MIAMI — The Pentagon on Monday announced a proposed death penalty prosecution of a Saudi man at Guantanamo, alleging he organized the October 2000 suicide bombing of the USS Cole off Aden, Yemen, that killed 17 American sailors.
The 11-page charge sheets, signed by a Marine major, accuse Abd al Rahim al-Nashiri, 43, of conspiracy, murder and other violations of the laws of war.
It seeks to try him by military commission at the U.S. Navy base in southeast Cuba and execute him if he is convicted.
Nashiri is accused of testing explosives and equipping what looked like a small civilian garbage barge with bombs. The barge, piloted by two al-Qaida bombers who died in the explosion, pulled up next to the American destroyer on Oct. 12, 2000.
In September 2006, after President Bush ordered Nashiri's transfer from secret CIA custody to Guantanamo, the White House described the Mecca-born captive as "al-Qaida's operations chief in the Arabian Peninsula."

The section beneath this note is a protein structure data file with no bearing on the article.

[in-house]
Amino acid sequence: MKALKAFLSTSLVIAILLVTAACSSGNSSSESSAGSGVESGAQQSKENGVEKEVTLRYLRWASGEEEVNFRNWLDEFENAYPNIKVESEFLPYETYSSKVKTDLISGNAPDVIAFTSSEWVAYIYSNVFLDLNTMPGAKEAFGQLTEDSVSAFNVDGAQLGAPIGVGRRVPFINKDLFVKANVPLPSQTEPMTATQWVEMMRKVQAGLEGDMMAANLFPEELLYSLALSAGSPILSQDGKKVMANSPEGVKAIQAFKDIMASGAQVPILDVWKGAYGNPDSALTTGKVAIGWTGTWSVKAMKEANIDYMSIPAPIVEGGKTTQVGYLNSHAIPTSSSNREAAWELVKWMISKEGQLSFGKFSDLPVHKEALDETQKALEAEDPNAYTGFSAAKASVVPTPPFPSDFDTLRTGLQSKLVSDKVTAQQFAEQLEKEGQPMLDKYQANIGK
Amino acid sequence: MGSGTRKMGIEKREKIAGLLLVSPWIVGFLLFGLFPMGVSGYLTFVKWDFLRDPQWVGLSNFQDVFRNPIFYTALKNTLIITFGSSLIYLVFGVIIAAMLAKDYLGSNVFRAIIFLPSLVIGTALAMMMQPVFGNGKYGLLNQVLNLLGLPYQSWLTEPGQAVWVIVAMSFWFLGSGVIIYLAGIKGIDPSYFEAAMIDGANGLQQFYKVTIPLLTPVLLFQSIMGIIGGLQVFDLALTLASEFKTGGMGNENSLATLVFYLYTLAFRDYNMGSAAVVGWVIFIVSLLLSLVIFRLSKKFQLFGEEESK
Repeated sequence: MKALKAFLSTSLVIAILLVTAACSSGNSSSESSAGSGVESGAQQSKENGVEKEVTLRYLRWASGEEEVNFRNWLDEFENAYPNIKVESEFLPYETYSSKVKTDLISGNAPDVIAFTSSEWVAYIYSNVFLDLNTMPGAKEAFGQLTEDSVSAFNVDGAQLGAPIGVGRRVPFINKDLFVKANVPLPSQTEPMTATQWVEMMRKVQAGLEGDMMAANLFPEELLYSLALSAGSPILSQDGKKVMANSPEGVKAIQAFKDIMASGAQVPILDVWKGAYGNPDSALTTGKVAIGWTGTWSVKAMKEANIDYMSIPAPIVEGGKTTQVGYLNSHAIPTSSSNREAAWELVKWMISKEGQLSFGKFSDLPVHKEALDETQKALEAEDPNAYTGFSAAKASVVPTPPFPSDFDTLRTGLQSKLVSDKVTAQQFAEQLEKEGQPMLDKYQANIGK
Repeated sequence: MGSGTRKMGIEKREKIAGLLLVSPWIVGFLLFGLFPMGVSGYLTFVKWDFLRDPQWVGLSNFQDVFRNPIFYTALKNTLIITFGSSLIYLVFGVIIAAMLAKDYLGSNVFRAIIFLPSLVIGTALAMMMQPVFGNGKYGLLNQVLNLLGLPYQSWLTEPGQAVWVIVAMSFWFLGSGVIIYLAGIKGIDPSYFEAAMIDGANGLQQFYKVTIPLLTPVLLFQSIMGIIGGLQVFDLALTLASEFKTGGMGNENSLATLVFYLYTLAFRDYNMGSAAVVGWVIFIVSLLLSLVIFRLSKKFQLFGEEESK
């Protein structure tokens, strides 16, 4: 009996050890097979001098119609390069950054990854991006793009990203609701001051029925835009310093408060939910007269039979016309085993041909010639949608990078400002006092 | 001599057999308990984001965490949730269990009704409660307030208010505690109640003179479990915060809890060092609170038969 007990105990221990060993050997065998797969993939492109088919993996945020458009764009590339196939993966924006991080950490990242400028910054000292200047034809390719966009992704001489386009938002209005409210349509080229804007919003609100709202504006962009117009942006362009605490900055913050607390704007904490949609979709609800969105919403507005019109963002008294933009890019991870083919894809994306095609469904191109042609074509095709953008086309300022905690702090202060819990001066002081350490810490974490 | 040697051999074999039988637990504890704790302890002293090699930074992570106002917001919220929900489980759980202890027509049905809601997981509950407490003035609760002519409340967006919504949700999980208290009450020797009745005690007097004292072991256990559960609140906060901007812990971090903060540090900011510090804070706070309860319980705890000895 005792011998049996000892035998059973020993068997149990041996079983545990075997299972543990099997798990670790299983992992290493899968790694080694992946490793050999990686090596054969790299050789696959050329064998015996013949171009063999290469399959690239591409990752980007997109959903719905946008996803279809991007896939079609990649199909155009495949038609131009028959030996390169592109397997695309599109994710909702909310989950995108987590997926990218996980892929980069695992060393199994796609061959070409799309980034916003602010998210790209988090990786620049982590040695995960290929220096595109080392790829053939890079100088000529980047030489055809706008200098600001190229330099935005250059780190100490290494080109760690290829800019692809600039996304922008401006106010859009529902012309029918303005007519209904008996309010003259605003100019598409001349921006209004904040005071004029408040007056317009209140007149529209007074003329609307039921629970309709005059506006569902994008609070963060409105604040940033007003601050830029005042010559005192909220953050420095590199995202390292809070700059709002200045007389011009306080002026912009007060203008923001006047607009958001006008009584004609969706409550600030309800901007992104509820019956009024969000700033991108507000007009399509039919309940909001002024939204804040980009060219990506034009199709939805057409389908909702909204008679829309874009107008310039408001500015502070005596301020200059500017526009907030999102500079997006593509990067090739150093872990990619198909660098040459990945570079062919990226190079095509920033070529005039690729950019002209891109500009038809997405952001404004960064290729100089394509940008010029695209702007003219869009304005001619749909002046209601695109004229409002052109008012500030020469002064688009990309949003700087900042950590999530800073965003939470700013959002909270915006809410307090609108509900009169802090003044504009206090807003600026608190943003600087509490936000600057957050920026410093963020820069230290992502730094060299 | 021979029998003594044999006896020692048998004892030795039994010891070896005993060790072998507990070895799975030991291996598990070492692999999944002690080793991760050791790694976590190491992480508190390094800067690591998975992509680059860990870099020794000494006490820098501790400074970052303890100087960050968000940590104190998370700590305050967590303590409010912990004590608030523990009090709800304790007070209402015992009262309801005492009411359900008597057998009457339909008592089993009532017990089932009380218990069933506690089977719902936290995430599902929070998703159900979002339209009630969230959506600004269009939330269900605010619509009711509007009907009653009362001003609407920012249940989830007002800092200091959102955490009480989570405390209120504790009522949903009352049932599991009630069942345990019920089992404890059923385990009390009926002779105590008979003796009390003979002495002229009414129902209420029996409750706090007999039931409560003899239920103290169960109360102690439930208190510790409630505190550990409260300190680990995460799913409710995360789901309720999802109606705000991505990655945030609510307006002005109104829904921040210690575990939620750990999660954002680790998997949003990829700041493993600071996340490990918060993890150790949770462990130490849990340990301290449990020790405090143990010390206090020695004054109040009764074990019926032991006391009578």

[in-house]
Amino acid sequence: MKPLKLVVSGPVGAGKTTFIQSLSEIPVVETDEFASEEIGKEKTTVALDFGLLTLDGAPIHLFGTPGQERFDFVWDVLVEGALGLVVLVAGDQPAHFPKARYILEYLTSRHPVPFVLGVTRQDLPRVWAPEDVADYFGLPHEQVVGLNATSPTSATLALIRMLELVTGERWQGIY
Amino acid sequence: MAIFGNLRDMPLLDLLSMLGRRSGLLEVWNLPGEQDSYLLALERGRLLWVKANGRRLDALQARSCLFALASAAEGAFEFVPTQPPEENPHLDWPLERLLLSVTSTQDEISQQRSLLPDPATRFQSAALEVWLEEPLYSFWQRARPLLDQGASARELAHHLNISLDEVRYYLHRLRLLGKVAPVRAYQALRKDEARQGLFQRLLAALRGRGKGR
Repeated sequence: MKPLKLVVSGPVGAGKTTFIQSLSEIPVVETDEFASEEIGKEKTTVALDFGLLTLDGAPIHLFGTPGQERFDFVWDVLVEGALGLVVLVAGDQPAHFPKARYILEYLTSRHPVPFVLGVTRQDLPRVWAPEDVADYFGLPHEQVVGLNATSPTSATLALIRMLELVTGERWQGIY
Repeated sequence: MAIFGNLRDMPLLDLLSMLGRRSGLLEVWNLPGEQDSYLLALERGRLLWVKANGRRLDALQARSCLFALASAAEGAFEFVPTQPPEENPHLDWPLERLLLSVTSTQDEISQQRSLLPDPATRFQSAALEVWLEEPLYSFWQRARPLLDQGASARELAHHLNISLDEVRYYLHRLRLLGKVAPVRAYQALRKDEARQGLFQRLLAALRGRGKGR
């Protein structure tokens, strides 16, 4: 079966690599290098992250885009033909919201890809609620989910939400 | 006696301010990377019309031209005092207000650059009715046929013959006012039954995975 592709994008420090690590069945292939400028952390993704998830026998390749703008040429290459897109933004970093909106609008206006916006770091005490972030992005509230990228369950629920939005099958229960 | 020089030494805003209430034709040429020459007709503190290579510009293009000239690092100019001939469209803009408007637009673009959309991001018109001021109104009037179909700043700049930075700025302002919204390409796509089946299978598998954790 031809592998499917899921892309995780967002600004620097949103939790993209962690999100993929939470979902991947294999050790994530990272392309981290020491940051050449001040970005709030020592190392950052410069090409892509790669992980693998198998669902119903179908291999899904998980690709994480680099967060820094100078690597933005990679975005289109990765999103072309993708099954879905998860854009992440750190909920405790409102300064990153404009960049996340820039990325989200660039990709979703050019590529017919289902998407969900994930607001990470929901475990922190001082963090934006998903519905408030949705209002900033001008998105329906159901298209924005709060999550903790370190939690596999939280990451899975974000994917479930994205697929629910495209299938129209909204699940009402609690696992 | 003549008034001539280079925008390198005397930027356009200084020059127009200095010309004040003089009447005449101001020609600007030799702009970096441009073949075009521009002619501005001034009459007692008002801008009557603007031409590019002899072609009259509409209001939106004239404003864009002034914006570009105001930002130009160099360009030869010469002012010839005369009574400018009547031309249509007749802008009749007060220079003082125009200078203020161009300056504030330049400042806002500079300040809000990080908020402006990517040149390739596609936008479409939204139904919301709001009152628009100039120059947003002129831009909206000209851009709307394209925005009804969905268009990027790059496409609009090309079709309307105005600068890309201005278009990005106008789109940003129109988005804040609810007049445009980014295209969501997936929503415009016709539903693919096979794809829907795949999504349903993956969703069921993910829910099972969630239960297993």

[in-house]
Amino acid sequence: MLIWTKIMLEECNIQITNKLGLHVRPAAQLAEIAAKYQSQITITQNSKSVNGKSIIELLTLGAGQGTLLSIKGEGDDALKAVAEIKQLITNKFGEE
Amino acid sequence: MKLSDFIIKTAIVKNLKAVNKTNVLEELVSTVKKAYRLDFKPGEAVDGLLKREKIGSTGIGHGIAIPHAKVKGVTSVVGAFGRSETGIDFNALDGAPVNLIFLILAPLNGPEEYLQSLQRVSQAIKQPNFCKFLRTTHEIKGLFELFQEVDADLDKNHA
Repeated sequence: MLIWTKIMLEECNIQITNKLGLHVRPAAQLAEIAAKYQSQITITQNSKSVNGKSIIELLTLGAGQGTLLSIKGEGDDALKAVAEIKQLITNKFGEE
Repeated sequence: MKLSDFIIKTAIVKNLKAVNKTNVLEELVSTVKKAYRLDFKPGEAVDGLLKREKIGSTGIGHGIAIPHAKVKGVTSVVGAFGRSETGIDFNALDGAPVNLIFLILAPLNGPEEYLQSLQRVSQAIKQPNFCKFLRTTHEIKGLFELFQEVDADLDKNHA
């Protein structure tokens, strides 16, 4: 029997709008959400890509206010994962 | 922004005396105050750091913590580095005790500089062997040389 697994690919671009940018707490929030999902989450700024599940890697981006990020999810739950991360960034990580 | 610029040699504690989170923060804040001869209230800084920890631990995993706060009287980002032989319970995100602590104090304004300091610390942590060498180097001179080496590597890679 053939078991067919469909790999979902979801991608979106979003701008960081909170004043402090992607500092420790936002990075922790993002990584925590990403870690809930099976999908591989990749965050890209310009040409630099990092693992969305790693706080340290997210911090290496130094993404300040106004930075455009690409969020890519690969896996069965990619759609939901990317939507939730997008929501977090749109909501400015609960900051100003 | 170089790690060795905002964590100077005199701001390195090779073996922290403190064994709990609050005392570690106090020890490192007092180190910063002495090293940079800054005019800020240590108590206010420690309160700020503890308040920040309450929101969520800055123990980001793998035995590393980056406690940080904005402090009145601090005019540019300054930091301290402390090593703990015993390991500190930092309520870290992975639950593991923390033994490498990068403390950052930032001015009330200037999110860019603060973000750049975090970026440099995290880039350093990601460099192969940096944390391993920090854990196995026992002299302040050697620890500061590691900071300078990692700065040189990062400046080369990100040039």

The CIA subsequently confirmed it subjected him to waterboarding to extract his confession while he was held in secret overseas detention after his capture in 2002.
In March 2007, according to a partially censored Pentagon transcript, Nashiri told U.S. military officers at Guantanamo that he concocted the confession to please his captors.
"From the time I was arrested five years ago, they have been torturing me," he said then.
At a Pentagon news conference Monday afternoon, the general overseeing the trials said that Nashiri allegedly answered to al-Qaida chieftain Osama bin Laden and traveled to Afghanistan to organize the plot.
The Saudi becomes the 20th Guantanamo detainee facing war crimes charges and the seventh facing possible execution if convicted.